In the Middle Ages, a person could claim sanctuary to delay or avoid punishment for a serious crime. But what were the rules? This week, Danièle interviews Dr. Shannon McSheffrey to find out how and why medieval people sought sanctuary, and whether or not a convicted heretic could expect the church to save his life.
Shannon McSheffrey is a Professor of History at Concordia University in Montreal. Her books include Gender and Heresy: Women and Men in Lollard Communities, 1420-1530 (University of Pennsylvania Press, 1995); Love and Marriage in Late Medieval London (Medieval Institute Publications, 1995); Marriage, Sex, and Civic Culture in Late Medieval London (University of Pennsylvania Press, 2006); and Seeking Sanctuary: Law, Mitigation, and Politics in English Courts, 1400-1550 (Oxford University Press, 2017).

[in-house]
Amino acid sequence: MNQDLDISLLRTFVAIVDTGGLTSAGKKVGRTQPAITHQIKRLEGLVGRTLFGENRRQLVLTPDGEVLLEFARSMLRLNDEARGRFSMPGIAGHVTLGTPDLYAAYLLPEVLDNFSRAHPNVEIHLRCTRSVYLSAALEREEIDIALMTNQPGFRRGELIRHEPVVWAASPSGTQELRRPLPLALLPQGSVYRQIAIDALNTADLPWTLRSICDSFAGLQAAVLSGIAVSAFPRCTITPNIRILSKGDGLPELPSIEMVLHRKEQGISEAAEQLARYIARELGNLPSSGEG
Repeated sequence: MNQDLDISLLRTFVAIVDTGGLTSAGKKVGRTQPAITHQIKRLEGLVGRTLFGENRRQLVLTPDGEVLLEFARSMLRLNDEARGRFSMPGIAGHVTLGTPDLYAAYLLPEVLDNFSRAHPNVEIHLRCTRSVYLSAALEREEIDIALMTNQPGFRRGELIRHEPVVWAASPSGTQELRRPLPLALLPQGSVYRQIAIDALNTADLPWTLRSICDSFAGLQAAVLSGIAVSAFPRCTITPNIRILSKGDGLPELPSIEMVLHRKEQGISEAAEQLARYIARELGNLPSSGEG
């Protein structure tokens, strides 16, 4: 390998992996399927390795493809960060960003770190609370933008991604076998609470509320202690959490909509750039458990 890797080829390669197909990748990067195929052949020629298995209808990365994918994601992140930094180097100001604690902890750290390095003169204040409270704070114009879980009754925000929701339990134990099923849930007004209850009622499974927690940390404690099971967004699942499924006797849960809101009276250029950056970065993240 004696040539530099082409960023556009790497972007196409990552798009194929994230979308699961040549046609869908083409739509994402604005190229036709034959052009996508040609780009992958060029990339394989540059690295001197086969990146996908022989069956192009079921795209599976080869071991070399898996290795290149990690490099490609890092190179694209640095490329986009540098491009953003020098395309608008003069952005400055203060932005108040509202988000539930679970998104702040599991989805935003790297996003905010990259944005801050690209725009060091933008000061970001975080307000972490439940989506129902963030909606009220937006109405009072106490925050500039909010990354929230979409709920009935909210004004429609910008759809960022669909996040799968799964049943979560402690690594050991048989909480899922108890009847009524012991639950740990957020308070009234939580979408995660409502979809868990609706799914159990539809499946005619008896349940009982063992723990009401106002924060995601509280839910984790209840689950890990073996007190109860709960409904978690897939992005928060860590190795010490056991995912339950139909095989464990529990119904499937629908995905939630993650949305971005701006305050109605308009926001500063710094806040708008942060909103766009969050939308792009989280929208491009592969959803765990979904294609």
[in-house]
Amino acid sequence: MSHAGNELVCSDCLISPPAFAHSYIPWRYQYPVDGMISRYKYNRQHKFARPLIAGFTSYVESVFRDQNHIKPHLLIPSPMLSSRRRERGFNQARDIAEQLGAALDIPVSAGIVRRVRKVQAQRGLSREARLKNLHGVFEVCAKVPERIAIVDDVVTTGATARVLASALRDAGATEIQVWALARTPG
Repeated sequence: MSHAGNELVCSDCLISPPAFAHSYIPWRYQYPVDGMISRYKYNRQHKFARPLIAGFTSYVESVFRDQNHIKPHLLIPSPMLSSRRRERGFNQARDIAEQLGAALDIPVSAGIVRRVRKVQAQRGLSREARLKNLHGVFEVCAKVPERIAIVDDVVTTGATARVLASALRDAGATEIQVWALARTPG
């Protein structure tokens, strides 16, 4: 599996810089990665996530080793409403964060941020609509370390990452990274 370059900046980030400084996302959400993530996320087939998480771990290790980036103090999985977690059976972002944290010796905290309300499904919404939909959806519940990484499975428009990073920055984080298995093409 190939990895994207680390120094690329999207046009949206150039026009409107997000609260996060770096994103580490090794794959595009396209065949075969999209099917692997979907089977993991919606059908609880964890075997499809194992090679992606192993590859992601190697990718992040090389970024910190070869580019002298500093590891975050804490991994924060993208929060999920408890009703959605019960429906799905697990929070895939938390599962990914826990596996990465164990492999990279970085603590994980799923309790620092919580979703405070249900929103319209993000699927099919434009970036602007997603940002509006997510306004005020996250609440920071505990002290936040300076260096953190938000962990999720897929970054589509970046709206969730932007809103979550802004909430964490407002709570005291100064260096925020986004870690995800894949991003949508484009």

Sanctuary Seeker of the Day: In 1525 – probably as a result of a fact-finding mission directed by the king's right-hand man Cardinal Wolsey – a "certificate" of the "persons within St Martin's sanctuary" was drawn up. This is a fascinating snapshot of 1520s #sanctuaryseekers. 1/ pic.twitter.com/3BFo3tGGYj
— Shannon McSheffrey (@MedievalMcSheff) January 13, 2020
Way back in 2009 we interviewed Shannon to talk about her work on medieval London. Done before we understood that audio was an important thing ;)
You also buy her book Life in Medieval Europe: Fact and Fiction through Amazon.com
Top Image: British Library MS Royal 10 E IV f. 206v